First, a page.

Good-bye cultural cringe, hello shared identity: Alice centre should lead the nation


p2160-indigenous-centreBy ERWIN CHLANDA
A national indigenous centre should be established in Alice Springs as “a living space where people come together to learn, collaborate, celebrate and share the knowledge of our Indigenous history and culture”.
That is the passionate mission of a working group seeking support for the centre under the motto “Nganampa – Our Story, Your Story”.
The race is on for hosting for such an indigenous show place with an Australian focus – and the promoters say Alice Springs needs to get cracking not to miss out to interested parties interstate.
The town council was given a briefing by prominent Aboriginal Harold Furber, the interim chair of the working group, and Scott McConnell, CEO for Ngurratjuta / Pmara Ntjarra Aboriginal Corporation and Ingkerreke Outstations Resource Services Aboriginal Corporation. They say the key objectives are:–
• To celebrate the contribution of Indigenous culture and people to the nation. The Centre will rid Australia of its cultural cringe and reinforce the importance of Indigenous culture in the national psyche to form a shared national identity; creating a cohesive link from the world’s oldest continuous cultures to our contemporary lives of today.
• To bring people together and create opportunities for learning, reconciliation and interaction. The centre will be the leading place for cultural collaboration, knowledge sharing and respecting; a centre that looks at our past and heritage to provide us with the tools to interpret the future and prosper as a nation.
• To be a national Indigenous museum for indigenous art and historical collections from more than 200 groups. The Centre will bring to life Indigenous art and historical collections dating back tens of thousands of years from multiple Indigenous groups, in a central, respectful place. Displays will celebrate and promote acceptance of diversity, link the past and the present with the future, and bring Indigenous and non-Indigenous communities together.
Mr Furber and Mr McConnell, in a brochure given to the councillors, say “the case for action” is that to continue to prosper as a nation, we need to understand and respect the contribution of Indigenous culture.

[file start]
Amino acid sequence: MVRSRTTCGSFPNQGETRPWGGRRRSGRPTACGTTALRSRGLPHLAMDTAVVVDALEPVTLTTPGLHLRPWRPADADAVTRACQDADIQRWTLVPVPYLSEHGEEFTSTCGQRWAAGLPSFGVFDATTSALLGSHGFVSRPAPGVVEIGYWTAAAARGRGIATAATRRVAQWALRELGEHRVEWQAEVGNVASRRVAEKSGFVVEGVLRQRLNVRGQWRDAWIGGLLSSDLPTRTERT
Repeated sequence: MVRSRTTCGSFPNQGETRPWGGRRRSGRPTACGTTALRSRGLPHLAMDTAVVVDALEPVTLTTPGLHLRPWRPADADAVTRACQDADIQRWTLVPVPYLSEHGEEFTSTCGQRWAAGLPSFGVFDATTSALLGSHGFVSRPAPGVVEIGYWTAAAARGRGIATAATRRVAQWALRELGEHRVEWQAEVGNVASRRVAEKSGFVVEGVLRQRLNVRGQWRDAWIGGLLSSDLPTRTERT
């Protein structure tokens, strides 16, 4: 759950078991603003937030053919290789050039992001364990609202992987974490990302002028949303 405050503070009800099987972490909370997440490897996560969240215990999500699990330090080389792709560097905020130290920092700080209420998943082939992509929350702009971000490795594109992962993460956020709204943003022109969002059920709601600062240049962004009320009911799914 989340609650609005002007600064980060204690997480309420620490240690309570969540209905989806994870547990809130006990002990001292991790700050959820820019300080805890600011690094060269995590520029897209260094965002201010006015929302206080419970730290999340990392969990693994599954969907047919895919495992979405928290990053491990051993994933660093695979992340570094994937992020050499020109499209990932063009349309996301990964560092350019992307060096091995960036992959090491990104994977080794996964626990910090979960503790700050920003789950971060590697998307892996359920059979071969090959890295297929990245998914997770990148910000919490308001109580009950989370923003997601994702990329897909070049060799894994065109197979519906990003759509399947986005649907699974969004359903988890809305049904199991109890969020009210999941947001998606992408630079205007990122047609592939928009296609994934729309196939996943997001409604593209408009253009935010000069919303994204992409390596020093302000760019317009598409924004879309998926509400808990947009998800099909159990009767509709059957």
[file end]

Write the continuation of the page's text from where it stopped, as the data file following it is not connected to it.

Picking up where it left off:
“Australia has many museums, art galleries and education facilities which offer some insight into indigenous history and culture. Despite the numerous regional and metropolitan based facilities, each of them offering their own contribution to the bigger picture of Indigenous Australia, it is a glaringly obvious that Australia lacks a cohesive and comprehensive centre which is all encompassing of the arts, history and culture of Indigenous Australia.”
They say there is an urgent need to rectify this oversight which not only satisfies the requirement for a central museum repository for Indigenous art and historical collections, but also serves as a living, breathing, dynamic centre for Indigenous and non-Indigenous collaborations for sharing knowledge and utilising new technologies.
“Currently, overseas visitors to Australia, and Australians themselves, often express a strong need and desire to experience and connect directly with Aboriginal culture. Research demonstrates a gap between the expectations and realisation.
“The Centre aims not only to fill that gap but assist in creating new opportunities for learning, reconciliation and interaction, together with allowing for social and economic development.”
Mr Furber and Mr McConnell say a volunteer working group of six to eight members will oversee the effective establishment of the centre.
The centre will be a not for profit limited by guarantee company. A for profit company will be established to support commercialisation activities.
The working group is seeking in-principle support for the development of the centre in Alice Springs: “Organisations such as Desert Knowledge Australia, Ingkerreke, Yeperenye and CIS have already indicated their support for the next steps and the working group will seek to harness and convert this support into real investment in the Centre.
“Recent delegations to New Zealand and the United States of America also confirmed the potential partnership with internationally known New Zealand Maori Arts and Crafts Institute and Te Puia in Rotorua, together with support from the Indian Pueblo Cultural Center in Albuquerque, New Mexico,” say Mr Furber and Mr McConnell.


  1. How many more “indigenous” organisations do we need? Is this to be another enterprise funded by the tax-paying public or those wealthy Aboriginal enterprises already operating in Alice Springs?

  2. Agree Robinoz, if Aboriginal organisations, including some very wealthy ones such as CentreCorp, want to “give something back” by supporting this project then they should be encouraged.
    On the other hand, if we are witnessing the spawning of yet another organisation that bleeds the taxpayers dry, produces questionable outcomes and has the periodic financial scandal then this should not be supported.
    We all know from bitter experience that the fine “funding application” words like “living, breathing, dynamic centre for Indigenous and non-Indigenous collaborations for sharing knowledge and utilising new technologies” mean very little a couple of years down the track.
    In fact those very words remind me of another collaborative venture that has fallen in to disrepute.

  3. Whom are these people kidding?
    Integration of the races does occur in schools and kids mix and always have.
    But, become adult? Peer pressure ensures that is avoided big time. What is it about the change between kids and adults.
    I think I know the answer. When attaining the age of 18 all people are given a lobotomy, cultural.


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